Scientific Forecaster Discussion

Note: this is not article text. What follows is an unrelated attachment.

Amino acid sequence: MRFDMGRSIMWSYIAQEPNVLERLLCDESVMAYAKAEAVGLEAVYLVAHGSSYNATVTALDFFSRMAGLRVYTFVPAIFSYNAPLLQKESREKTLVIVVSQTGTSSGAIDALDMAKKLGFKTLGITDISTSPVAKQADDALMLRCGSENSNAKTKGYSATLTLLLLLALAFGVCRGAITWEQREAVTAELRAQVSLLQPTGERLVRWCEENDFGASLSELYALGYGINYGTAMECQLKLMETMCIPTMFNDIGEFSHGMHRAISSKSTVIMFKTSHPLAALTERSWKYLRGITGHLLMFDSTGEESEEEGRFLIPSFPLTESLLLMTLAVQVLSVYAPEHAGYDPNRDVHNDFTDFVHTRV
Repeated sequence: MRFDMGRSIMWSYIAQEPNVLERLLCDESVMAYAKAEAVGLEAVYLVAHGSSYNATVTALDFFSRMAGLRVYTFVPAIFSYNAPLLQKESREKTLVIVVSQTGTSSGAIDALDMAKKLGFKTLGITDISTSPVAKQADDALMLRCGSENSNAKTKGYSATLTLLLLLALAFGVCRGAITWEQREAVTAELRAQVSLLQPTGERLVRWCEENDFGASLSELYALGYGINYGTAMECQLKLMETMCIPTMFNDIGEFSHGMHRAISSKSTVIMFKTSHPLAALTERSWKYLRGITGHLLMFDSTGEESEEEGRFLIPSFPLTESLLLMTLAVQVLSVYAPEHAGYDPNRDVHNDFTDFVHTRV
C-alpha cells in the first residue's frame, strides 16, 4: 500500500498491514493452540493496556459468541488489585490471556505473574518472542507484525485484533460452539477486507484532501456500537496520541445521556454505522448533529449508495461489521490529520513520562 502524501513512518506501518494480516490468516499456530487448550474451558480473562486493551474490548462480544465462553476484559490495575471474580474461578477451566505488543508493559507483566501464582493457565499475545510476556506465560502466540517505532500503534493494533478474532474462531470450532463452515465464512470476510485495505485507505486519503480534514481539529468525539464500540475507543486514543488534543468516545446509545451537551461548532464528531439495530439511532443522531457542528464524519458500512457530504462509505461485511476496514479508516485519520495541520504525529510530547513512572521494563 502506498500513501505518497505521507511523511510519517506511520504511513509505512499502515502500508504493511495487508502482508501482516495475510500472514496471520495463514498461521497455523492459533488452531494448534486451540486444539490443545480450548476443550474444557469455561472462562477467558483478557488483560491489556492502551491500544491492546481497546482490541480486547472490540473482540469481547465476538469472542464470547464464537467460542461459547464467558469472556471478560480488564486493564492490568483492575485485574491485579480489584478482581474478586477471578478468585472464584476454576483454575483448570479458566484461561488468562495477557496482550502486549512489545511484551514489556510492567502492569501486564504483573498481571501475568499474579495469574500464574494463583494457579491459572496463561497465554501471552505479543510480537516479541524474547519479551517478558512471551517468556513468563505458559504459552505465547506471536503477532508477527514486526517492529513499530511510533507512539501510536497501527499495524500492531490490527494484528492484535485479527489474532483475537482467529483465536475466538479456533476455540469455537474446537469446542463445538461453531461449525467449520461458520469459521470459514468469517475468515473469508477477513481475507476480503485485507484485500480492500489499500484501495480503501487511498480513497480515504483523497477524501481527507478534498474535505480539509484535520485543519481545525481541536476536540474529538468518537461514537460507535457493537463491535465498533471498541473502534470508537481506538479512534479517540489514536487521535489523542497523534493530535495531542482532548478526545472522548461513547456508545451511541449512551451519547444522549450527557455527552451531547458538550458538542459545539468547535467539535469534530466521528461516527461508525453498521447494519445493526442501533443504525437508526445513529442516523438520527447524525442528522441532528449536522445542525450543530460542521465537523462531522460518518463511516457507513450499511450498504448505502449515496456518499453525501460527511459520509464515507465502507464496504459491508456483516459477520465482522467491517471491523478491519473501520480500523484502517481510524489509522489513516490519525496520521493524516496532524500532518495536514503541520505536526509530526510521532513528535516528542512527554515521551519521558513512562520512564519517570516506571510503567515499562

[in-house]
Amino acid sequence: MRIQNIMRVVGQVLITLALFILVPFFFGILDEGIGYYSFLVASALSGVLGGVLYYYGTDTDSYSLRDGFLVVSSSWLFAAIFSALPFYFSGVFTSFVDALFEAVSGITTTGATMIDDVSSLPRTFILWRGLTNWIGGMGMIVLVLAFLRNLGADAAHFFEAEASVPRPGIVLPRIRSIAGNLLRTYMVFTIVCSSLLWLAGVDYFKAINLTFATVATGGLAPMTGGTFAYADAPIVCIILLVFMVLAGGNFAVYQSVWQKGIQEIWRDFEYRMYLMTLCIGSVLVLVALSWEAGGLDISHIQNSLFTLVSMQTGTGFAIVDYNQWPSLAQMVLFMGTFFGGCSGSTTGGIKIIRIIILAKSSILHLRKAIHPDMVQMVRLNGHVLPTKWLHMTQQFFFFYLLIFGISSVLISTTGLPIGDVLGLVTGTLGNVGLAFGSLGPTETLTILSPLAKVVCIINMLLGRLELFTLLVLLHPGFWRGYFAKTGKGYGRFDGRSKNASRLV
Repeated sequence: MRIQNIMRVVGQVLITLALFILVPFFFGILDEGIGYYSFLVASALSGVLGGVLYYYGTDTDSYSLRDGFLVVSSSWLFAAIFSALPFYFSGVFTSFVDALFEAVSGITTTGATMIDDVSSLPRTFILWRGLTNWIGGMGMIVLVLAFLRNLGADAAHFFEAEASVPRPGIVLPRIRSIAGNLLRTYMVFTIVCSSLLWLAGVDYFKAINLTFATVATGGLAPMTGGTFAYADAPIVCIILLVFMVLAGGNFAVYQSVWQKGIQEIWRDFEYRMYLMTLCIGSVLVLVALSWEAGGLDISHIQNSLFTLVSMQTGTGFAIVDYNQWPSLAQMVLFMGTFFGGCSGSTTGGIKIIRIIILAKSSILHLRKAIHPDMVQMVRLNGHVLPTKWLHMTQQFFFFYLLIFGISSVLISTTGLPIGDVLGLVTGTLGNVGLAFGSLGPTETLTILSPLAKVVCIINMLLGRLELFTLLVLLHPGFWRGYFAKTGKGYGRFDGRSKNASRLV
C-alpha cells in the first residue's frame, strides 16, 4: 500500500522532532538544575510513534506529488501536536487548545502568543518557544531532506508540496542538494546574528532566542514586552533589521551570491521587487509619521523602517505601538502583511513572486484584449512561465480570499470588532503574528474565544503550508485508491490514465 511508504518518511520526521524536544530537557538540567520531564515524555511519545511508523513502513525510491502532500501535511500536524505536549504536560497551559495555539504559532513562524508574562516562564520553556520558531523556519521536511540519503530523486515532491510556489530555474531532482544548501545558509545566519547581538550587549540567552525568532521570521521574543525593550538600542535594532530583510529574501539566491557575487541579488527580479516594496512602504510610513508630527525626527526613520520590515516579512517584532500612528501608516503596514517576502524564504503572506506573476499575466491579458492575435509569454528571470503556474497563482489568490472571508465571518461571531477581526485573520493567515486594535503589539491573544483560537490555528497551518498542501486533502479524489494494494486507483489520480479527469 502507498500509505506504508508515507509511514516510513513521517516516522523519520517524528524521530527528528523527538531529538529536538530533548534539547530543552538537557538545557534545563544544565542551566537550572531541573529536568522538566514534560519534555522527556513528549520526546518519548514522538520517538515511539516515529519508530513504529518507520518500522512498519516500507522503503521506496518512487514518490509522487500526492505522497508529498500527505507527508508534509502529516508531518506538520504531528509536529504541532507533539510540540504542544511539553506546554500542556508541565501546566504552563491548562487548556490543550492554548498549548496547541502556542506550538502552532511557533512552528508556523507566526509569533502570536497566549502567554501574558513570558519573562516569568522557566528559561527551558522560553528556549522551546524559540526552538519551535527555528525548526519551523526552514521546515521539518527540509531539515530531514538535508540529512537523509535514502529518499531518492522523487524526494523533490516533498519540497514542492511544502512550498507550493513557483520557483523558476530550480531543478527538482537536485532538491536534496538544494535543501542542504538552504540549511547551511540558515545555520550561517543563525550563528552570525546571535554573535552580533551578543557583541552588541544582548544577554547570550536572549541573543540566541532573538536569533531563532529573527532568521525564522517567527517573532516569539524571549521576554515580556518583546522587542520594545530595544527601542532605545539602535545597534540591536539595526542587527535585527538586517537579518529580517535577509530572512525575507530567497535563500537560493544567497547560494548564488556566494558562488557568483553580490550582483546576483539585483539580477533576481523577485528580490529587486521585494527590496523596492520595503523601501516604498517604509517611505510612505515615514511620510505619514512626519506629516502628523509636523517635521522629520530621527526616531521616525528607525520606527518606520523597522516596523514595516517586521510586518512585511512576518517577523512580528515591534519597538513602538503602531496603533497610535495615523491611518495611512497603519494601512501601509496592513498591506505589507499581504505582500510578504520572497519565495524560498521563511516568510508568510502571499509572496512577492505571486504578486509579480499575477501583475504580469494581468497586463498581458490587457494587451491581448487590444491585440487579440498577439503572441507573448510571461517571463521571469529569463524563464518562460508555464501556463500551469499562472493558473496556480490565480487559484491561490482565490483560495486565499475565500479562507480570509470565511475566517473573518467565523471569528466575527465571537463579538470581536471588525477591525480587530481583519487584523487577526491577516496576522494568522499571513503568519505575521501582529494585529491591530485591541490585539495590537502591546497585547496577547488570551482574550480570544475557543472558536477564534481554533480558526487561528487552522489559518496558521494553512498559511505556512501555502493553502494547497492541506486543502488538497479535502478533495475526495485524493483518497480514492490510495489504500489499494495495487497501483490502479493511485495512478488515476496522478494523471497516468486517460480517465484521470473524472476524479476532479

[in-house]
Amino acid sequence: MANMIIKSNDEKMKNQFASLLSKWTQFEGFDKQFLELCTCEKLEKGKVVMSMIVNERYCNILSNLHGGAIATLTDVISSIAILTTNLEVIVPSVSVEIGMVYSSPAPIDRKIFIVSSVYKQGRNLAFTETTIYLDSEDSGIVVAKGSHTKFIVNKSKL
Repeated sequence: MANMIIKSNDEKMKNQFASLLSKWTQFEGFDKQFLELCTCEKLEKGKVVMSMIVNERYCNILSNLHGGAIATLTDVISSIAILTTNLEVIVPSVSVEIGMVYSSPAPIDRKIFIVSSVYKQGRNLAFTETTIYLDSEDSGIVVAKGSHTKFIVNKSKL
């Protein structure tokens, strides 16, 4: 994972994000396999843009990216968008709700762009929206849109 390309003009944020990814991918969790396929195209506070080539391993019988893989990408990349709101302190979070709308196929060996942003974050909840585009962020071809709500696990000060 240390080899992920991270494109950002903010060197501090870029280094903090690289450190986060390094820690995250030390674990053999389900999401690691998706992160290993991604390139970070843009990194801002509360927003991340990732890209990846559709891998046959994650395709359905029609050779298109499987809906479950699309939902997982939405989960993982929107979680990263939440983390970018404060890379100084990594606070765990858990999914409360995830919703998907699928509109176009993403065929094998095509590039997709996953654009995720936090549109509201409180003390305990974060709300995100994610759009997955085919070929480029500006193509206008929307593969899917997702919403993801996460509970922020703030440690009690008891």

000 fxus61 kaly 262330 afdaly Area forecast discussion National Weather Service Albany New York 730 PM EDT Tue Mar 26 2019 Synopsis... high pressure will slide across and east of the region on Wednesday. A frontal boundary will approach late Thursday into Friday with clouds and the increasing probability of showers. Temperatures will moderate through the middle of the week. && Near term /through Wednesday/... as of 730 PM EDT, winds remain somewhat brisk/gusty, especially within the Mohawk Valley, capital region and Berkshires, where some gusts have been reaching 20-25 mph. These winds should diminish rather quickly over the next 1-2 hours as strong decoupling begins. With current dewpoints in the single digits above and slightly below zero, and the prospects for winds trending to calm, along with the clear skies, see no reason why temps across the SW Adirondacks won't drop well down into the single digits, if not colder, so have lowered forecast mins in these areas accordingly, and lowered them 2-4 degrees elsewhere given such a dry air mass in place with skies remaining mostly clear. So, single digits for the SW Adirondacks, and teens to lower 20s most other areas. Large high pressure area across the Great Lakes, 1032mb, will continue to slide eastward through the daylight hours Wednesday. This will keep skies mainly clear with lighter winds. The main challenge will be afternoon dewpoints as MOS remains a bit elevated and not accounting for the mixing which we will continue to lower Wednesday afternoon. Otherwise, highs Wednesday under moderating thermal columns by several degrees to bring near 50f for valley locations and mostly 40s elsewhere. && Short term /Wednesday night through Friday/... Wednesday night, high pressure slides off the Atlantic Seaboard as return flow begins to evolve through the overnight period. While it will continue to moderate aloft, boundary layer will remain cool overnight as we will favor a consensus approach with mainly 20s for overnight lows. Some high and mid clouds may approach the portions of the western dacks overnight ahead of frontal boundary that is forecast to slide across the central Great Lakes. Thursday, that upstream front begins it approach as best upper support and cyclogenesis tracks across James and Hudson bay's. Clouds will likely thicken across the area from west to east so the sunshine will become more filtered and the threat for showers increase to the north and west of Albany. The GFS remains the most aggressive with the NAM/European model (ecmwf) the slowest with the ggem somewhat inbetween. The main issue with this will be strength of the ridge axis and orientation downstream of the local area. For now, we will gradually increase pops from northwest to southeast as most areas climb well into the 40s and 50s. Thursday night into Friday...the frontal zone slows its forward progress significantly as upper flow becomes zonal east of The Rockies. This quasi-stationary nature of the front will become problematic as models generally have a difficult time with not only placement but overall quantitative precipitation forecast. A subtle wave along the boundary may result in higher quantitative precipitation forecast like the GFS or much lower amounts like the NAM. Regardless, we will keep pops in the chance-scattered values and perhaps a little snow across the dacks if the frontal position is little further south Thursday night. Overnight lows ranges from the mid 30s to mid 40s and highs Friday into the 40s across the dacks to near 60f for Mid-Hudson valley. && Long term /Friday night through Tuesday/... models continue to suggest amplification of the pattern this upcoming weekend, with greatest uncertainty regarding the speed of a strengthening shortwave and attendant cold front crossing the region. The latest 12z/26 GFS and most gefs members suggest a quicker passage of both features, with best chance for precipitation from Saturday afternoon through Sunday morning, with rain for valleys, and rain possibly ending as snow across higher elevations. The 12z/26 European model (ecmwf) continues to suggest greater amplification of the upper level feature, resulting in slower progression through the region, and inferring most precipitation occurs later Saturday night into much of Sunday. It also would suggest falling temperatures on Sunday, allowing for most higher elevations to have a changeover to snow before precipitation ends, with light to moderate accumulations possible, while even valley areas from Albany north and west could have a changeover to snow before precipitation ends Sunday afternoon. At this time, have used a blended approach, slightly favoring the ec timing. So, remnant surface front Friday night should lift back northward as a warm front during Saturday, bringing showers, especially areas along and north of I-90. Showers may become more isolated/scattered Saturday afternoon, especially central and southern areas. Depending on cloud cover and shower coverage, Max temps in valleys could reach into the mid 60s to lower 70s, with higher terrain areas mainly in the 50s. A quicker frontal passage would result in cooler Max temps. For Saturday night into Sunday, have indicated chance to likely pops, greatest late Saturday night into early Sunday afternoon (tapering from west to e). Temps could remain quite mild east of the incoming frontal system Saturday night, with 40s or 50s expected most of the night (if not milder in some areas), while dropping into the 30s immediately behind the front. On Sunday, depending on the speed of the front and timing of when precipitation ends, Max temps will likely occur early in the day for areas near and east of the Hudson River (40s and 50s), and 30s across western areas, with falling temps into the 30s to lower 40s most areas behind the front. If the front moves through quicker and some breaks in the clouds develop late Sunday afternoon, there could be some minor temperature recovery in valley areas late in the day. Fair and chilly conditions are expected Monday, with highs in the 40s for valleys, 30s across higher terrain areas and lows mainly in the 20s. By Tuesday, strengthening mid/upper level height rises should allow for milder temperatures reaching into the 50s for valleys, 40s across higher elevations, with a mix of sun and clouds. Will have to watch a southern stream storm system, which most models currently suggest tracking off the southeast coast late Tuesday. Should it track closer to the region, thicker clouds and some precipitation could reach the region by later Tuesday. && Aviation /00z Wednesday through Sunday/... VFR conditions with clear skies will prevail through the 24 hour taf period ending 00z Thursday, as a very dry air mass remains in place and high pressure in control. Winds will be north-northwest around 10 kt with occasional gusts around 15 kt through around 02z/Wed, decreasing to 5 kt or less later tonight. Winds Wednesday morning will be variable around 5 kt or less, trending into the south to southwest at 5-10 knots in the afternoon. Outlook... Wednesday night: no operational impact. No sig weather. Thursday: low operational impact. Breezy no sig weather. Thursday night: moderate operational impact. Chance of rain showers. Friday: low operational impact. Slight chance of rain showers. Friday night: moderate operational impact. Chance of rain showers. Saturday: moderate operational impact. Chance of rain showers. Saturday night: moderate operational impact. Likely rain showers. Sunday: moderate operational impact. Chance of rain showers. && Fire weather... minimum relative humidity values mainly in the teens and 20s this afternoon and again Wednesday afternoon. Dry conditions will continue through Wednesday night. Our next chances for any showers will come Thursday afternoon and night as a cold front approaches and moves into the area. && Hydrology... minimal hydrological issues are expected at this time. Dry conditions will continue through Wednesday night. Our next chances for showers come Thursday afternoon and night with only light precipitation expected. Below normal temperatures tonight then they moderate with above normal readings Thursday and likely extending into the weekend. The diurnal melting of the remaining snowpack will occur. Latest mmefs suggests hopn6 may climb toward flood stage as snowmelt of a couple inches is possible, along with adding some quantitative precipitation forecast from showers. For details on specific area rivers and lakes, including observed and forecast river stages and lake elevations, please visit the advanced hydrologic prediction service /ahps/ graphs on our website. && Aly watches/warnings/advisories... CT...none. New York...none. Massachusetts...none. Vermont...none. && $$ Synopsis...bgm near term...kl/bgm short term...bgm